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Is the Two-Stone Ring The One?


Oct 29, 2015 9:46 AM   By Avi Krawitz
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RAPAPORT... The last few years have been a tiresome journey for the diamond industry but recent announcements from Signet Jewelers and De Beers signaled that the urgent call to sales by stepping up marketing activity may have finally been heard. 

“We’re expecting good results from these campaigns because we’ve realized the industry can’t only grow by expanding into new markets anymore,” Maxim Shkadov, president of the International Diamond Manufacturers Association (IDMA), told Rapaport News in a phone interview. “We have to create new interest in diamonds. Nobody invested in marketing polished diamonds for a number of years, and from my point of view it’s already late. That’s why we need to do it fast.”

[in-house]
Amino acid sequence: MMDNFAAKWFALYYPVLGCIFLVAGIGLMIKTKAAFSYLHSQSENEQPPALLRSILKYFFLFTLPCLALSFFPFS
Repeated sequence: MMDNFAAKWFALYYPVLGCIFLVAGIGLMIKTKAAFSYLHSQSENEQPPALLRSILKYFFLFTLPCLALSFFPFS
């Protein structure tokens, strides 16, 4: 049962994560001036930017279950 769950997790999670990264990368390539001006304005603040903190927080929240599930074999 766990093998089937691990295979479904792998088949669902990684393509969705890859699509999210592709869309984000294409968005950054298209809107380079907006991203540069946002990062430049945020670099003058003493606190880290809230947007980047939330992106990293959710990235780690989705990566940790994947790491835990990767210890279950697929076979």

De Beers last ran a category, or generic, marketing campaign in the U.S. in 2009, just before it launched Forevermark in the country, and has since focused on building that brand.

Meanwhile, as demand for diamonds has slowed in 2015, businesses across the distribution chain are stuck with high inventory and orders have been slow heading into the season. The trade has repeatedly pointed to the lack of category marketing over the past few years as a reason for the lull, especially as competition in the luxury space gets even more intense.

Stephen Lussier, CEO of Forevermark and executive vice president of marketing at De Beers, noted that diamond jewelry has been losing market share for the last 20 years. He explained this was largely due to the growth of the luxury brand phenomenon – mainly in fashion, while the challenge of attracting younger generations has also increased with the rise of mobile technology.

Call to Action